Allegation IV -- Discussions with Ms. Lewinsky About Potential Testimony
The Referral claims that in the following exchange in President Clinton's January 17 deposition in the Jones case he committed perjury:
Q: Have you ever talked to Ms. Lewinsky about the possibility that she might be asked to testify in this lawsuit?
A: I'm not sure and let me tell you why I'm not sure. It seems to me the
. . . I want to be as accurate as I can here. Seems to me the last time she was there to see Betty before Christmas we were joking about how you-all, with the help of the Rutherford Institute, were going to call every woman I'd ever talked to and . . . ask them that, and so I said you would qualify, or something like that. I don't, I don't think we ever had more of a conversation than that about it, because when I saw how long the witness list was, or I heard about it, before I saw, but actually by the time I saw her name was on it, but I think that was after all this happened. I might have said something like that, so I don't want to say for sure I didn't because I might have said something like that.
Q: What, if anything, did Monica Lewinsky say in response?
A: Nothing, that I remember. Whatever she said, I don't remember. Probably just some predictable thing.
This answer was literally accurate. The President described a joking conversation that he had with many women about the possibility that they might be subpoenaed by the Jones lawyers. He made clear that the recollection of the conversation with Ms. Lewinsky preceded the appearance of Ms. Lewinsky's name on the witness list (on December 5), saying: "by the time I saw [the witness list on December 6] her name was on it, but I think that was after all this had happened." The President also stated three different times in that one answer that he was not certain as to his recollection, saying, "I'm not sure," "I don't think," and "I might have said something like that." In his grand jury testimony, additional details of a December 28 conversation with Ms. Lewinsky were provided by the President. The testimony that the Referral cites is not inconsistent - his first answer indicating he was referring to a conversation that occurred before she had been named a witness, and his August 17 testimony describing a conversation after she had been subpoenaed in mid-December. The fact that Ms. Lewinsky recalls additional conversations on the subject, all occurring after she had been named on the witness list, does not establish that the President's answer was inaccurate. This answer cannot possibly support a perjury charge.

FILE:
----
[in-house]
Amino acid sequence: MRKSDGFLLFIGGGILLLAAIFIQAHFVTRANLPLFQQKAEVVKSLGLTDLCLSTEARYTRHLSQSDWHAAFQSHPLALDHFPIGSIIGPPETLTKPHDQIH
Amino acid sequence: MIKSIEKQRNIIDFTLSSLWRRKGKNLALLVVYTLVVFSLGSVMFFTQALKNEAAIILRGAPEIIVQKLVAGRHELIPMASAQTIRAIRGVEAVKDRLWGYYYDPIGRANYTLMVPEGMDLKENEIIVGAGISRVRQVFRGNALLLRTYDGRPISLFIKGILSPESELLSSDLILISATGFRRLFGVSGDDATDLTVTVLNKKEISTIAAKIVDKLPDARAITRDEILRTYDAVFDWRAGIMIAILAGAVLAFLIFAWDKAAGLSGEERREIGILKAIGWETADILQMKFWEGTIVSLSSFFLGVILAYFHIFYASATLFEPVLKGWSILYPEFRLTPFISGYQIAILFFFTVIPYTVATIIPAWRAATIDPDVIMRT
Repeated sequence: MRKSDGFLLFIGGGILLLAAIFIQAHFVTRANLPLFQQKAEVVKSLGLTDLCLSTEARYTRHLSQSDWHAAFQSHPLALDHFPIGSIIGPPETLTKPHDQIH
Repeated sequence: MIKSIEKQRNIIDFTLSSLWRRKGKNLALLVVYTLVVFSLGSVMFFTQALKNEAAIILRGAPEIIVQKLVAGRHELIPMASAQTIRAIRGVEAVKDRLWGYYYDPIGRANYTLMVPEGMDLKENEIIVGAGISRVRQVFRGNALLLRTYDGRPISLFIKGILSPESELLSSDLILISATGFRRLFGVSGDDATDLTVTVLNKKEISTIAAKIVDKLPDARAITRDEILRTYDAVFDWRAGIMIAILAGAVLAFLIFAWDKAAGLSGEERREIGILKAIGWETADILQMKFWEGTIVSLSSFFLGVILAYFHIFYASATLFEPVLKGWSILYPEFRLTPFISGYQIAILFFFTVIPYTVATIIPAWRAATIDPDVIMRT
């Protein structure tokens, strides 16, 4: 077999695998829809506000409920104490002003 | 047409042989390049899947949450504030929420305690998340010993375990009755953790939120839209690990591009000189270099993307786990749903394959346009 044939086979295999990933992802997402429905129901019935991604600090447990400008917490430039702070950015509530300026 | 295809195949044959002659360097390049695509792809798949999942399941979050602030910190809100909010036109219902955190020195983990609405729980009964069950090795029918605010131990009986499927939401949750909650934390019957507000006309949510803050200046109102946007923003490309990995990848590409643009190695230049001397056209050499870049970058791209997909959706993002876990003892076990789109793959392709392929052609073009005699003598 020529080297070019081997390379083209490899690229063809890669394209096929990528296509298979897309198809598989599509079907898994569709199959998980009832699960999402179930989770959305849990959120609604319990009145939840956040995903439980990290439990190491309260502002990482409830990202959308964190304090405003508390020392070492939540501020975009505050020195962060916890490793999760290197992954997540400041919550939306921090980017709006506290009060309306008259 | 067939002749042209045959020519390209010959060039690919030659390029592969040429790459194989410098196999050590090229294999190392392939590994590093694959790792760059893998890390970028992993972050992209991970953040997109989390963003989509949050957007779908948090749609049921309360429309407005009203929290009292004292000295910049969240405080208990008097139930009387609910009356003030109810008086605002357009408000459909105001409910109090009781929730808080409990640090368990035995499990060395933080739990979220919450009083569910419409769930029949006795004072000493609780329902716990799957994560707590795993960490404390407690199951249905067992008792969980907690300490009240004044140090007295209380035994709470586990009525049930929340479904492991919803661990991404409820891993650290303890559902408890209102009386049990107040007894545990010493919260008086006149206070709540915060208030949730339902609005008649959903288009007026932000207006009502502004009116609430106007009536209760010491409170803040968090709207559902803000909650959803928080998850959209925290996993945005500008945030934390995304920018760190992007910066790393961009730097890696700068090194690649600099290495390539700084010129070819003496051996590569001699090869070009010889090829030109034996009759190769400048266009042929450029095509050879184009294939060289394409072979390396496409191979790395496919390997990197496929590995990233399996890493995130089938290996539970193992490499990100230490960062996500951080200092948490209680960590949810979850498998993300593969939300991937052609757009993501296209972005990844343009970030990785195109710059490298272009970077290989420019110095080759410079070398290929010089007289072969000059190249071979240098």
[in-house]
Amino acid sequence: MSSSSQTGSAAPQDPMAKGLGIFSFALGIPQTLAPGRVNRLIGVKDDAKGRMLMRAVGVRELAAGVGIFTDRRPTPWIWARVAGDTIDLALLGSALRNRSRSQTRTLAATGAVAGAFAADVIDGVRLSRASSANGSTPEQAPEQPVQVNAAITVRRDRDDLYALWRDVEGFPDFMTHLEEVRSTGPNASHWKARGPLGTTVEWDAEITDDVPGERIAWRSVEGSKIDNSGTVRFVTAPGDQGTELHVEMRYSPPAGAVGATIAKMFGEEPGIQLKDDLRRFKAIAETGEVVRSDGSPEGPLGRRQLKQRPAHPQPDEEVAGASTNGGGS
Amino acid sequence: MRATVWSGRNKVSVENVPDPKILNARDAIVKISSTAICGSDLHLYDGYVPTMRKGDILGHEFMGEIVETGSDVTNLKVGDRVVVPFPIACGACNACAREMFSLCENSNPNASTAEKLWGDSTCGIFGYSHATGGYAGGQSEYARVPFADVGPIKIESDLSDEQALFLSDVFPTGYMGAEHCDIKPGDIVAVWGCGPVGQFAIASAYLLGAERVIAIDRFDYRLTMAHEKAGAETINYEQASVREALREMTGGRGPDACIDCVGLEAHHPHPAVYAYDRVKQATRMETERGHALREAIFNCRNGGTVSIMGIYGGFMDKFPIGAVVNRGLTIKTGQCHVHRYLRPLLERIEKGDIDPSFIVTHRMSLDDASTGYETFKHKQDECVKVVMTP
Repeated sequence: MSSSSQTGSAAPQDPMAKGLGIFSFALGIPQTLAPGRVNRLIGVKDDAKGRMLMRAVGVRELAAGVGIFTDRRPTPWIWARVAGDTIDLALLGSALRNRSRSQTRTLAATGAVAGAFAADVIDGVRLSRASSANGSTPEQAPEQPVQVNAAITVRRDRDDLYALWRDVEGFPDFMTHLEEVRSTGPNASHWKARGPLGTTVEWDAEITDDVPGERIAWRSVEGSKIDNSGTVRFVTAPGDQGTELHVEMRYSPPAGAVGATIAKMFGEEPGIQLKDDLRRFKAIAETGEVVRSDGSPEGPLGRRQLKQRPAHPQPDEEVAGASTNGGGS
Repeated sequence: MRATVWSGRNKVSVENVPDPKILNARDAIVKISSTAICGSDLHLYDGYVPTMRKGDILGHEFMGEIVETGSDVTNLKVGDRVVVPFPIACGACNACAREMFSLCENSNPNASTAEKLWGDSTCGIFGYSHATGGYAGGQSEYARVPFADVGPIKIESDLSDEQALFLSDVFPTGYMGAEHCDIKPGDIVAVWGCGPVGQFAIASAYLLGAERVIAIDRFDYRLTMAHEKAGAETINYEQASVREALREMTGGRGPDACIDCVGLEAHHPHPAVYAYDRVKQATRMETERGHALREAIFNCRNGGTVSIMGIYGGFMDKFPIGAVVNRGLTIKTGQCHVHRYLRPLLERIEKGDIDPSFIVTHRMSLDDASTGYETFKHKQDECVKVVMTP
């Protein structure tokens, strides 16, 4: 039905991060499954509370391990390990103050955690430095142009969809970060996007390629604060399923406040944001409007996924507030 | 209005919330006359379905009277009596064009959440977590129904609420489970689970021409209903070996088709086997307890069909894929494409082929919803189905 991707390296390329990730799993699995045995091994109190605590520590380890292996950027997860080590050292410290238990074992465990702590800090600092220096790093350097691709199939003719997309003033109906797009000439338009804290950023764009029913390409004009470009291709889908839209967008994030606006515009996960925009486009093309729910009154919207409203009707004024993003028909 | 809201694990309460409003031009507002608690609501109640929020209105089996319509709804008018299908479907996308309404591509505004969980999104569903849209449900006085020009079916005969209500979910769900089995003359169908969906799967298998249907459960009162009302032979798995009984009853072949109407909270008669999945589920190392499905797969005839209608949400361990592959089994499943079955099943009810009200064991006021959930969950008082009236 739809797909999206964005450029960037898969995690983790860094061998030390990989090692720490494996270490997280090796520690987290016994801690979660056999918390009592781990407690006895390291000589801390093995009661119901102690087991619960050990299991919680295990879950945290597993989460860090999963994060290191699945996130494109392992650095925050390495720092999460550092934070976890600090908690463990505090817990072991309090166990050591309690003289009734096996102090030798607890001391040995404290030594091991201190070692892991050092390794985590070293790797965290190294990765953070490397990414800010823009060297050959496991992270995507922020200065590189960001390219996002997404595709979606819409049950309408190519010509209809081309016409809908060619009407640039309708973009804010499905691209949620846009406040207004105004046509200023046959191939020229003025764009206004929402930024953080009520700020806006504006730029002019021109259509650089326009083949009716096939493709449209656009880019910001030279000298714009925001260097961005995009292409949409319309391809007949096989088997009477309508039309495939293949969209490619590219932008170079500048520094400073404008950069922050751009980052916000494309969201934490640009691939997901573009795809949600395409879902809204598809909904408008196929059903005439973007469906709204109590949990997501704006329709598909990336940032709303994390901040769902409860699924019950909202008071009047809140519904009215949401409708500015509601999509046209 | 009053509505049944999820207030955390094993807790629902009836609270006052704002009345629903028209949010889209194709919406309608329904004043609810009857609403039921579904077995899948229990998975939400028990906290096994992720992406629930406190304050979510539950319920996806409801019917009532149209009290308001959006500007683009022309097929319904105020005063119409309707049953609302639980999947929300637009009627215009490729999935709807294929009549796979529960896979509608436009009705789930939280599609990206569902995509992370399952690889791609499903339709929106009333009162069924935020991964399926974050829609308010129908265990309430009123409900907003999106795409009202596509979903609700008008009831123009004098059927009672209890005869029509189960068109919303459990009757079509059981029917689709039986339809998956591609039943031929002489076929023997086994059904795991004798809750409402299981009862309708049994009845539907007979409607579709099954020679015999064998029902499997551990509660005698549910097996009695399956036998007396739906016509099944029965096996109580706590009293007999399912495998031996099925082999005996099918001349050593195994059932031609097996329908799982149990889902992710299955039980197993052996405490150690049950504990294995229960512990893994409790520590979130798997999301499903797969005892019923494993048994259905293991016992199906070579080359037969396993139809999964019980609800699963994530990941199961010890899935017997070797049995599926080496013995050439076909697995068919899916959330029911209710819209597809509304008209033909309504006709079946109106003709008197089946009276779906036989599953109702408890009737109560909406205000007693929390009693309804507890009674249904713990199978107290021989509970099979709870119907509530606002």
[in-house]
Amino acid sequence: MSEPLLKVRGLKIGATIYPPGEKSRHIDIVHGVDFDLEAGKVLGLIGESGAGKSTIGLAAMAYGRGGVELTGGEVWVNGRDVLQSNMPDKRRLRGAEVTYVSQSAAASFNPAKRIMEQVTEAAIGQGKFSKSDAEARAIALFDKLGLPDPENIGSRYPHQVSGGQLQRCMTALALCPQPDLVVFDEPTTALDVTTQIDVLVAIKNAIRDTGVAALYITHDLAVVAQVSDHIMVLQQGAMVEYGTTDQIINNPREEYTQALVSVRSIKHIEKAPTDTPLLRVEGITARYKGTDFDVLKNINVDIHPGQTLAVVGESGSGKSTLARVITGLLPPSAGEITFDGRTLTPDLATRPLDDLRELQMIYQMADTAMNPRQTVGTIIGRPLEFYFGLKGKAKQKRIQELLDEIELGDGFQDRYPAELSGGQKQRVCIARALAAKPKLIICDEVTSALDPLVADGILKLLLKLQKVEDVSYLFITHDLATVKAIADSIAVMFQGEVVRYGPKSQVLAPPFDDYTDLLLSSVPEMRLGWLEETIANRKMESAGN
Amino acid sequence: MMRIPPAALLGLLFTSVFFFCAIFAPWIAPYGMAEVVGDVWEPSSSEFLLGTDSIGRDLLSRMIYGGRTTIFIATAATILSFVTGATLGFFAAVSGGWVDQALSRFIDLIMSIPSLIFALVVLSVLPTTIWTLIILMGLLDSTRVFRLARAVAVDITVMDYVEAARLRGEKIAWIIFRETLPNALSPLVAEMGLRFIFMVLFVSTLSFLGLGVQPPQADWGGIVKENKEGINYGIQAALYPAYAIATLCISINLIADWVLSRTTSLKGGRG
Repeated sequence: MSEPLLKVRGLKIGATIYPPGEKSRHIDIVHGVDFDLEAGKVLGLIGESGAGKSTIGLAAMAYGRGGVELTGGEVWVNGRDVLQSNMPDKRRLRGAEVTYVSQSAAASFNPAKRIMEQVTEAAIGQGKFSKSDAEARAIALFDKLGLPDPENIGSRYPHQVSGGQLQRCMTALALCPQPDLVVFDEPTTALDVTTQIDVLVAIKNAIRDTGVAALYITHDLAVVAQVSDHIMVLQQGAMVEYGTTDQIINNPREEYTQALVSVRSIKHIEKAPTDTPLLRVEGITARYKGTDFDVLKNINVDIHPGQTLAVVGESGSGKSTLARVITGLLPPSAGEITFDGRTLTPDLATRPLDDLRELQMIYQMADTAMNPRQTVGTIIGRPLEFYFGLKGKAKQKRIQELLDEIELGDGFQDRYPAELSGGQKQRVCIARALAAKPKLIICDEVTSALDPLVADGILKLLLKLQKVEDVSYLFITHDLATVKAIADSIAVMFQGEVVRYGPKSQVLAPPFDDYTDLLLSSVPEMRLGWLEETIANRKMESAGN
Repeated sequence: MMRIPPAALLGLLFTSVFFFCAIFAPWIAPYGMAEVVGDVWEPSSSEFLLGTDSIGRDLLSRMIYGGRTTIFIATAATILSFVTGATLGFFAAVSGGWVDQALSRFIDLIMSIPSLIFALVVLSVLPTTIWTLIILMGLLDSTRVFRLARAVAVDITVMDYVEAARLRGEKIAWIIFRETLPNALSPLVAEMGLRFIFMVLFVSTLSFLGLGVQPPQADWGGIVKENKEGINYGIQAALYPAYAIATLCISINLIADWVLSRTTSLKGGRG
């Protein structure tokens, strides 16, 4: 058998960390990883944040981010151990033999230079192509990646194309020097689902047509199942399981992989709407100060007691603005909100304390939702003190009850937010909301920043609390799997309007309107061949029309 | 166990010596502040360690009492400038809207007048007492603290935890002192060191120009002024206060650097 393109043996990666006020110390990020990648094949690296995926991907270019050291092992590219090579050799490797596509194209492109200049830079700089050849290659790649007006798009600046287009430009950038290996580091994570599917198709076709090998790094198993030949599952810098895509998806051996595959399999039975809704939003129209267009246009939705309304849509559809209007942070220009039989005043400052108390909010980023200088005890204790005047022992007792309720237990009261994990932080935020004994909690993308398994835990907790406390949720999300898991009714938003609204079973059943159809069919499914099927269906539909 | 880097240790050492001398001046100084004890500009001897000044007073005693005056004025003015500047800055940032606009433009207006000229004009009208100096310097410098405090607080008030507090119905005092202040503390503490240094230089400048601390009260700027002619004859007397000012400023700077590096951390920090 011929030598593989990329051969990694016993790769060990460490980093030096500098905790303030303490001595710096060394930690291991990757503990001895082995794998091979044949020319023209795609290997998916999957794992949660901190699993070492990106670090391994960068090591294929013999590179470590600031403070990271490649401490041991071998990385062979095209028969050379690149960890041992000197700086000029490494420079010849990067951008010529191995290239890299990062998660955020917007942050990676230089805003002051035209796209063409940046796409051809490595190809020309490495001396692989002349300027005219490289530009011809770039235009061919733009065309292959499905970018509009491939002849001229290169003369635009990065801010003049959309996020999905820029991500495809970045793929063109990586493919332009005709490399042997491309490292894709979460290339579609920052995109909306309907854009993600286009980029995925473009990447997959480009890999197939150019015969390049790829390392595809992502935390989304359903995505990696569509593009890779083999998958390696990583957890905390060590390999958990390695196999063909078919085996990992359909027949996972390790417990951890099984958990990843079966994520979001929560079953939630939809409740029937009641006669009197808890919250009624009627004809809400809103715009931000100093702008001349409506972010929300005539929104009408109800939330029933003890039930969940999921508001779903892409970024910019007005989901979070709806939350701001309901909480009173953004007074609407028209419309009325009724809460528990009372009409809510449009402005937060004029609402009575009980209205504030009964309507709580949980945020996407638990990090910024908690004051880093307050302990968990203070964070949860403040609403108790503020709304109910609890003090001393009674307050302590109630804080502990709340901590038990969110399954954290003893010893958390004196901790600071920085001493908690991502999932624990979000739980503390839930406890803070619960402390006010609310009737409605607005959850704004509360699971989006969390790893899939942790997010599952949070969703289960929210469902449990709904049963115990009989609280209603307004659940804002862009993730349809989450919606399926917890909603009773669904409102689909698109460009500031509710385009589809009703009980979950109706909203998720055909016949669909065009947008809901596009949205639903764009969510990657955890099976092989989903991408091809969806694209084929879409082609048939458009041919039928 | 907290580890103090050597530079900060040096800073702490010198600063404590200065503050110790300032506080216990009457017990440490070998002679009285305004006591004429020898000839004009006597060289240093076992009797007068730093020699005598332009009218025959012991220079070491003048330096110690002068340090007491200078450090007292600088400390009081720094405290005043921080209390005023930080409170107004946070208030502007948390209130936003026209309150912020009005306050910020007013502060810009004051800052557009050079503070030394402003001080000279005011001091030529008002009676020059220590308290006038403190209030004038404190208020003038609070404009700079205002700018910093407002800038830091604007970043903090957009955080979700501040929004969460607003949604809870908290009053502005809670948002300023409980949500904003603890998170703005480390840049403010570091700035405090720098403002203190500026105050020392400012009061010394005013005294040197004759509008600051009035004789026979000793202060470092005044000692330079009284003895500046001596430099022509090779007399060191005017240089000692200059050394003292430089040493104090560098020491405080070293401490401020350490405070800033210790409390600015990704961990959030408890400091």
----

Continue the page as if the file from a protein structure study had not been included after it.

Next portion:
Allegation V -- Concealing Gifts and an Intimate Note
In its fifth allegation, the OIC contends that President Clinton obstructed justice by concealing gifts he had given to Ms. Lewinsky. This claim is wholly unfounded and simply absurd. On her December 28, 1998 visit, the President gave Ms. Lewinsky several holiday and going-away gifts. Ms. Lewinsky apparently testified that, during the visit, she raised a question about the Jones subpoena and suggested "put[ting] the gifts away outside of my house or somewhere or giv[ing] them to someone, maybe Betty." Acts at 74-75. To this suggestion, the President, according to Ms. Lewinsky's reported testimony, responded with something like, "I don't know" or "Hmmm" or "there really was no response."7 President Clinton contradicts this testimony. But even if one accepts Ms. Lewinsky's testimony, "I don't know, "Hmmm" and silence do not constitute obstruction of justice.
Moreover, Ms. Lewinsky's testimony is contradicted by Ms. Currie who testified that it was Ms. Lewinsky, not the President, who asked her to come get the gifts and keep them. The OIC tries to impugn Ms. Currie's memory in the quoted passage, yet her recollection is consistent with the testimony of one of the two other parties to the events. Indeed, the OIC's effort to shore up its case by trying to discount Ms. Currie's testimony on this point is a prime example of the dangers of relying on the OIC's development and presentation of the evidence. When confronted with testimony not to its liking from Ms. Currie, the OIC responded by questioning her in a manner clearly designed to encourage Ms. Currie to restate her recollection in a manner consistent with the OIC's theory of the case. Acts at 77.8
The OIC's theory of concealment also is belied by Ms. Lewinsky's decision to turn over some, but not all, of the gifts she had received from the President to Ms. Currie; if the purpose of the exercise was to avoid having gifts in her possession at the time of the deposition (which of course would not have been proper), retaining some gifts made no sense. But the OIC is forced to acknowledge that only one of the several gifts the President gave to Ms. Lewinsky on December 28, 1998 was included in the box she gave to Ms. Currie for safekeeping. The theory makes no sense.